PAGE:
This is the story of a small African smartphone maker who already sees himself in the court of the big names in the mobile industry. At the head of Mi-Fone, a charismatic entrepreneur, Alpesh Patel.
Born in Uganda, Alpesh Patel and his family were brutally expelled from it during his childhood, in 1972, by the dictator of the time, Idi Amin Dada, because of their Indian origins. If this injustice deeply marks him, Alpesh will never cut ties with his continent of birth and heart. Several years later, he made his comeback on African soil, in Kenya, through entrepreneurship and new technologies, with his low-cost Mi-Fone smartphone project, sold from 12 dollars and whose sales today are exploding.
To date, more than 3 million Mi-Fones have already been sold in Africa. “The Mi-Fone is the African phone, it distributes African content and costs less than $ 100 for performance comparable to competing models from California or Asia. In Dakar, Nairobi or Lagos, who can buy a $ 600 smartphone to make phone calls? “
Met in Marrakech, Morocco, on the occasion of the annual meeting of the African Leadership Network of which he is one of the members, Alpesh Patel gives us in an interview his secrets for entrepreneurship in Africa, with some good advice to the key. Words gathered by Samir Abdelkrim, entrepreneur, founder of StartupBRICS.com * and expert for Les Echos.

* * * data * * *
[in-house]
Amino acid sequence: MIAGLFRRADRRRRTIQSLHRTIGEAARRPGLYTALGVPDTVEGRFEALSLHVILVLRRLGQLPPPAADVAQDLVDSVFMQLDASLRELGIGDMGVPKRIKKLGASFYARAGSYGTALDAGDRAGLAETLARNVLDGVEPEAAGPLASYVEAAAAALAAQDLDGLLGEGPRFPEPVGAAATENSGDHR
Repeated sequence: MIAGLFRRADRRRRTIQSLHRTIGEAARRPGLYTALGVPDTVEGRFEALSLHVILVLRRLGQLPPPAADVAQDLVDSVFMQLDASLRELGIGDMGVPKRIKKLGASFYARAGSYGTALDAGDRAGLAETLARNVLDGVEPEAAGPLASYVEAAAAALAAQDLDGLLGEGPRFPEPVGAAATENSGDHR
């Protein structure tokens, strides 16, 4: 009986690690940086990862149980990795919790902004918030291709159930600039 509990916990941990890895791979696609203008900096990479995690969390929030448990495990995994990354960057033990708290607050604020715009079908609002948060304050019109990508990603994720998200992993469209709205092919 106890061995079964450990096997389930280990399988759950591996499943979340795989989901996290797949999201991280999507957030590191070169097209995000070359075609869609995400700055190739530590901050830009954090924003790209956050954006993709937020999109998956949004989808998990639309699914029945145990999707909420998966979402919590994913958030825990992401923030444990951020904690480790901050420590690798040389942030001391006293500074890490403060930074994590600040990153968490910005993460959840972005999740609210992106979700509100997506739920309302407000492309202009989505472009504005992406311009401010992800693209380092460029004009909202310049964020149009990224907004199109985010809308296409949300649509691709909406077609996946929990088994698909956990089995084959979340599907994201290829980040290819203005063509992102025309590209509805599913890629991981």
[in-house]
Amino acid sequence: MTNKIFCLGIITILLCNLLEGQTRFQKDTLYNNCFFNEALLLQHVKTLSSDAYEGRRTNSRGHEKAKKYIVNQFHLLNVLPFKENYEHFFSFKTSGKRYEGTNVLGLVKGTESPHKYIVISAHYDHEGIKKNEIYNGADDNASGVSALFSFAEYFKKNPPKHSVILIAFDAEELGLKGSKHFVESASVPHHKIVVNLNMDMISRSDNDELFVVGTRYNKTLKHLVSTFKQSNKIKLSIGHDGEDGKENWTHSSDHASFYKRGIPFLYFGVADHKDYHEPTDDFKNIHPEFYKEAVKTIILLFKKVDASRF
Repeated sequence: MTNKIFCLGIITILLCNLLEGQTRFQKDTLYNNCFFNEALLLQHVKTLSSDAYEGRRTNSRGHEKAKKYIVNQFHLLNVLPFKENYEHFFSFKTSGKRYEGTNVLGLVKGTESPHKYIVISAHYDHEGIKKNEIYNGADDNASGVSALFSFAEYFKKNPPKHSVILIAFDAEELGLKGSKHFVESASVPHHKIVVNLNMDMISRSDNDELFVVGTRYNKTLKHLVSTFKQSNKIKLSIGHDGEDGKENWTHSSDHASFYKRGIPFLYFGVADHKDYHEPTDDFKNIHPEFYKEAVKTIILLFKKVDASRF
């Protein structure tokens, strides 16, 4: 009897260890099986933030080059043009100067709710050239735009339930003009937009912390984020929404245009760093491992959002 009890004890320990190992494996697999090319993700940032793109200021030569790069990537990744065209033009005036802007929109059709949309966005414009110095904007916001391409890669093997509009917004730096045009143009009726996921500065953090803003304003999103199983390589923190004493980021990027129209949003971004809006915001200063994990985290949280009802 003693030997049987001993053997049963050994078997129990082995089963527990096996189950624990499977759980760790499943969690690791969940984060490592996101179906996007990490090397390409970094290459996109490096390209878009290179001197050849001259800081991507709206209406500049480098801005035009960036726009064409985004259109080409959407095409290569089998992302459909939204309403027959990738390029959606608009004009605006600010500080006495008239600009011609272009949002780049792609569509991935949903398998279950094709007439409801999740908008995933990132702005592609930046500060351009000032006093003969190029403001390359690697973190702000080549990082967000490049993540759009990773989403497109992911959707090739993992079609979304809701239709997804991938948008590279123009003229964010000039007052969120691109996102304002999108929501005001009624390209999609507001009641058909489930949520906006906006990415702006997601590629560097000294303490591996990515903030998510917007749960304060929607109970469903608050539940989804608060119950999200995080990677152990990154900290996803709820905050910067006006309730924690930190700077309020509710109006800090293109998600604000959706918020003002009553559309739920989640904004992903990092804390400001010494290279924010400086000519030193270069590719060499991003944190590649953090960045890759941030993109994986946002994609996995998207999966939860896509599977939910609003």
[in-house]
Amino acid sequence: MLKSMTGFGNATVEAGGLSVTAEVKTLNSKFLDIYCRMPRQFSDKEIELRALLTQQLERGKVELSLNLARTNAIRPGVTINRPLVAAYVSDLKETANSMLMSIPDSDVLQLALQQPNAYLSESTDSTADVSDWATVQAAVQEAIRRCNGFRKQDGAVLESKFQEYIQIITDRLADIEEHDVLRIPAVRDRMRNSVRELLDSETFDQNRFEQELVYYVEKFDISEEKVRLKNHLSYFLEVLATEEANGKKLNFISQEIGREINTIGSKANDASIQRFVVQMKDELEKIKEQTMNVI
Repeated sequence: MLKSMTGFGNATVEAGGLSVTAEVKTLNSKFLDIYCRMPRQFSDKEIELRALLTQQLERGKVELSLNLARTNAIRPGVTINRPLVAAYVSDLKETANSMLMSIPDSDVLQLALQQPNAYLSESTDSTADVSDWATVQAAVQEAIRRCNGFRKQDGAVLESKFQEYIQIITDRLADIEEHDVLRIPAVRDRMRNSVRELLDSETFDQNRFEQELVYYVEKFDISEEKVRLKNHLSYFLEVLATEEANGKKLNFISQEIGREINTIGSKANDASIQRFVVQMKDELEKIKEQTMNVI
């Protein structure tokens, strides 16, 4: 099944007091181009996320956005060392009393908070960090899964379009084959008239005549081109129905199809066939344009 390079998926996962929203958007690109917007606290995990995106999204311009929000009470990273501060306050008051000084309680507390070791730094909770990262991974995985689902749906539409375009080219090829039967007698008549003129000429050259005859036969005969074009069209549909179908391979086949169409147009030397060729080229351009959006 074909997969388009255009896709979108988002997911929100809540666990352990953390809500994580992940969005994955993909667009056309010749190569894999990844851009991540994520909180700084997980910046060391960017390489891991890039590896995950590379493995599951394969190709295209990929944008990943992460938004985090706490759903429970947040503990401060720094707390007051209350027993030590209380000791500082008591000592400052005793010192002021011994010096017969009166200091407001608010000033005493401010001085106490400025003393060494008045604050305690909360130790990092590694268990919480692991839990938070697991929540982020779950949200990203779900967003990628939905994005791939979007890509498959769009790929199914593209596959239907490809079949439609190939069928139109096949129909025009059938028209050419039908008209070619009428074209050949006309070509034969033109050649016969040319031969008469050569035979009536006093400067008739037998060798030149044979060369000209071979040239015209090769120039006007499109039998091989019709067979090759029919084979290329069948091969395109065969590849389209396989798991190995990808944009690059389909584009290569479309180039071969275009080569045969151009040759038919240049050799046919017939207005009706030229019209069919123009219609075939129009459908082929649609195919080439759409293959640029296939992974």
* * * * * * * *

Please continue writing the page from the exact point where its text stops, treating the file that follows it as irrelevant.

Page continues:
Why did you decide to launch an African smartphone, the Mi-Fone?
Alpesh Patel: Our headquarters are in Nairobi, Kenya and we launched the Mi-Fone in the middle of the economic crisis in 2008. Quite sincerely everyone thought I was crazy. Above all, from the 2000s, many entrepreneurs and investors in Africa and elsewhere doubted our ability to resist in the face of road rollers such as Apple, Samsung, Nokia, etc. But now, I was the director of Motorola Africa, and I know well the tastes of Africans in terms of mobile technologies. So I knew you had to create a smartphone that aligned with their needs. The big international brands do not know enough about the needs of African consumers. Yes certainly, everyone aspires to have an iPhone, but given its price, who can afford it in Africa? The Mi-Fone is a phone within reach of all Africans, and in particular of its youth, our main target. Besides the very low price, we have managed to create an emotional attachment between Mi-Fone and African music, African fashion, African entertainment. We have managed to create a “lifestyle” around our brand. For hipsters in Accra or Nairobi by, the Mi-Fone is associated with the imagination of the African night and the party. That’s what it means to understand and listen to your market.